In which our intrepid hero lends some support to our troops overseas.

I’m not usually one to care much about chain emails; I usually just forward the amusing ones to friends and forget the rest.

My cousin, Kylie, sent me the following email, though, and it touched a nerve. Her brother, Brendan, is currently posted in Iraq with the Royal Australian Air Force. Not a day goes by when I or the rest of our family don’t think about him, and don’t worry that he might be injured in the line of duty.

The email reads as follows:

From the daughter of a Soldier.

Last week I was in Melbourne attending a conference. While I was in the airport, returning home, I heard several people behind me beginning to clap and cheer. I immediately turned around and witnessed one of the greatest acts of patriotism I have ever seen.

Moving through the terminal was a group of soldiers in their uniforms, as they began heading to their gate everyone (well almost everyone) was abruptly to their feet with their hands waving and cheering. When I saw the soldiers, probably 30-40 of them, being applauded and cheered for, it hit me. I’m not alone. I’m not the only red blooded Australian who still loves this country and supports our troops and their families.

Of course I immediately stopped and began clapping for these young unsung heroes who are putting their lives on the line everyday for us so we can go to school, work, and enjoy our home without fear or reprisal.

Just when I thought I could not be more proud of my country or of our service men and women a young girl, not more than 6 or 7 years old, ran up to one of the male soldiers. He knelt down and said “hi,” the little girl then asked him if he would give something to her daddy for her.

The young soldier didn’t look any older than maybe 22 themselves, said he would try and what did she want to give to her daddy. Suddenly the little girl grabbed the neck of this soldier, gave him the biggest hug she could muster and then kissed him on the cheek.

The mother of the little girl, who said her daughter’s name was Courtney, told the young soldier that her husband was a Corporal and had been in Afghanistan for 11 months now. As the mom was explaining how much her daughter, Courtney, missed her father, the young soldier began to tear up. When this temporarily single mom was done explaining her situation, all of the soldiers huddled together for a brief second. Then one of the other servicemen pulled out a military looking walkie-talkie. They started playing with the device and talking back and forth on it.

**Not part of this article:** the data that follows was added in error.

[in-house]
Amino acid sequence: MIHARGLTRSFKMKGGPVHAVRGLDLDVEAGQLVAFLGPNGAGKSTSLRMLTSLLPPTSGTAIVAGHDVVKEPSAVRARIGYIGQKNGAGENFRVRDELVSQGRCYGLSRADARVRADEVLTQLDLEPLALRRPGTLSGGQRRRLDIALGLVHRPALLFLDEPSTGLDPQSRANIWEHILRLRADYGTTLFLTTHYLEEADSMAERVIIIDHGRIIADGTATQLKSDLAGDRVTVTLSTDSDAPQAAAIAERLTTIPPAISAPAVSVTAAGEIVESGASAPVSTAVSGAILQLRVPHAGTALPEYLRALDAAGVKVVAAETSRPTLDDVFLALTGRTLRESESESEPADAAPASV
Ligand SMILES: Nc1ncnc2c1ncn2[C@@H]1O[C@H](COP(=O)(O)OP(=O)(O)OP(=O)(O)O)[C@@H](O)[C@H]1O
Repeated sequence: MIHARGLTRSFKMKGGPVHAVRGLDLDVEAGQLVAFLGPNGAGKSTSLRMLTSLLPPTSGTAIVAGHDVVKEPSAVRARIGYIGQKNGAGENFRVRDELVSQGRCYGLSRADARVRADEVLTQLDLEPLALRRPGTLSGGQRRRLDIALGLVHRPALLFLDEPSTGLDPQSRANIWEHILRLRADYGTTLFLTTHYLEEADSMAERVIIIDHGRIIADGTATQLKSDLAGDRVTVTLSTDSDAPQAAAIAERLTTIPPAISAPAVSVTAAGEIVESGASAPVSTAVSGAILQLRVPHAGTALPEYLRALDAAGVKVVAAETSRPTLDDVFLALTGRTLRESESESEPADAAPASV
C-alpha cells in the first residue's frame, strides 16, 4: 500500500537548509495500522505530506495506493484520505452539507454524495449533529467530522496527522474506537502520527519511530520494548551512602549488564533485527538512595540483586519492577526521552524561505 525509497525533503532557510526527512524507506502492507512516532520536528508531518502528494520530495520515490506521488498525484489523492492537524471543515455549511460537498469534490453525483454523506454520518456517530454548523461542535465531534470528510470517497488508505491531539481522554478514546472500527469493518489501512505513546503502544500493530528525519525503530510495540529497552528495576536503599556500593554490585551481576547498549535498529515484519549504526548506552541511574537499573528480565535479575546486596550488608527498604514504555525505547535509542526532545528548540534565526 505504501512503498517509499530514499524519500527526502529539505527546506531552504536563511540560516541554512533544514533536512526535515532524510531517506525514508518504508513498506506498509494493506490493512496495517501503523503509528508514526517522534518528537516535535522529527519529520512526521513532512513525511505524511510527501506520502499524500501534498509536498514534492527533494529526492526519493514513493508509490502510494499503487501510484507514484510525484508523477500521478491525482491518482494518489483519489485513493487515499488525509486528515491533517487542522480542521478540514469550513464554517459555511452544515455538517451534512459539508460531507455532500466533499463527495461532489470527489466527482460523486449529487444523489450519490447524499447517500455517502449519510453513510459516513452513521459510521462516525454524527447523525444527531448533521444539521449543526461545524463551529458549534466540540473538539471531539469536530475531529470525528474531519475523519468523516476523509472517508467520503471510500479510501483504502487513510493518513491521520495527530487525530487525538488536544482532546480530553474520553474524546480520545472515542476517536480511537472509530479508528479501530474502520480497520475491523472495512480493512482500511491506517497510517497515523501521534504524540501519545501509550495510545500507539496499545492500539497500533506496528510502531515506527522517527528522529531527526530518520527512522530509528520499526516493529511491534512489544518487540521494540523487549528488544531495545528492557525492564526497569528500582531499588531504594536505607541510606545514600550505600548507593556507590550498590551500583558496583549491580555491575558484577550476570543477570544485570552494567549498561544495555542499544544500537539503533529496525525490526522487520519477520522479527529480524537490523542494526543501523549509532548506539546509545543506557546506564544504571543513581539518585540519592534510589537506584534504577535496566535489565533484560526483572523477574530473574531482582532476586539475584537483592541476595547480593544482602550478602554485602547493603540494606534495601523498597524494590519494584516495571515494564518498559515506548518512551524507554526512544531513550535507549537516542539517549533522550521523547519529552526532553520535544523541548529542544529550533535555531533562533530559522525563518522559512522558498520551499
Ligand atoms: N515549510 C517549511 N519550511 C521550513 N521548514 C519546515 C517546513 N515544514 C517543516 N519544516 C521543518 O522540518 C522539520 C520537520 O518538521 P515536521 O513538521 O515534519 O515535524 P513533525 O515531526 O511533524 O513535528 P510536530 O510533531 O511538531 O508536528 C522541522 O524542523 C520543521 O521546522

After about 10-15 seconds of this, the young soldier walked back over to Courtney, bent down and said this to her, “I spoke to your daddy and he told me to give this to you.” He then hugged this little girl that he had just met and gave her a kiss on the cheek. He finished by saying “Your daddy told me to tell you that he loves you more than anything and he is coming home very soon.”

The mom at this point was crying almost uncontrollably and as the young soldier stood to his feet he saluted Courtney and her mom.

I was standing no more than 6 feet away as this entire event unfolded. As the soldiers began to leave, heading towards their gate, people resumed their applause. As I stood there applauding and looked around, there were very few dry eyes, including my own. That young soldier in one last act of moment turned around and blew a kiss to Courtney with tear rolling down his cheek.

We need to remember everyday all of our soldiers and their families and thank God for them and their sacrifices. At the end of the day, it’s good to be an Australian.

Red Fridays

Very soon, you will see a great many people wearing Red every Friday. The reason? Australian’s who support our troops used to be called the “silent majority.” We are no longer silent, and are voicing our love for God, country and home in record-breaking numbers. We are not organized, boisterous or over-bearing. We get no liberal media coverage on TV, to reflect our message or our opinions. Many Australians, like you, all our friends, and me simply want to recognize that the vast majority of Australia supports our troops. Our idea of showing solidarity and support for our troops with dignity and respect starts this Friday—and continues each and every Friday until the troops all come home, sending a deafening message that every Australian who supports our men and women afar will wear something red.

By word of mouth, press, TV—let’s make Australia every Friday a sea of red.

If every one of us who loves this country will share this with acquaintances, co-workers, friends, and family. It will not be long before Australians covered in red and it will let our troops know the once “silent” majority is on their side more than ever, certainly more than the media lets on.

The first thing a soldier says when asked “What can we do to make things better for you?” is “We need your support and your prayers.”

Let’s get the word out and lead with class and dignity, by example; and wear something red every Friday.

I’m reasonably certain it’s actually a rebadged American email (Australians spell “mom” as “mum”), but it’s a damn good idea. The email doesn’t get bogged down in the politics of Iraq or Afghanistan (and for this reason, I haven’t labelled this post under “Politics”)—it just says what all of us friends and relatives of active servicemen feel.

Our young men and women on active service risk their lives day in and day out to make the world a better place. We’re proud of you and what you do. At the end of the day, the politics doesn’t matter—we just want you to come home, safe and sound.

I need to buy more red clothing.

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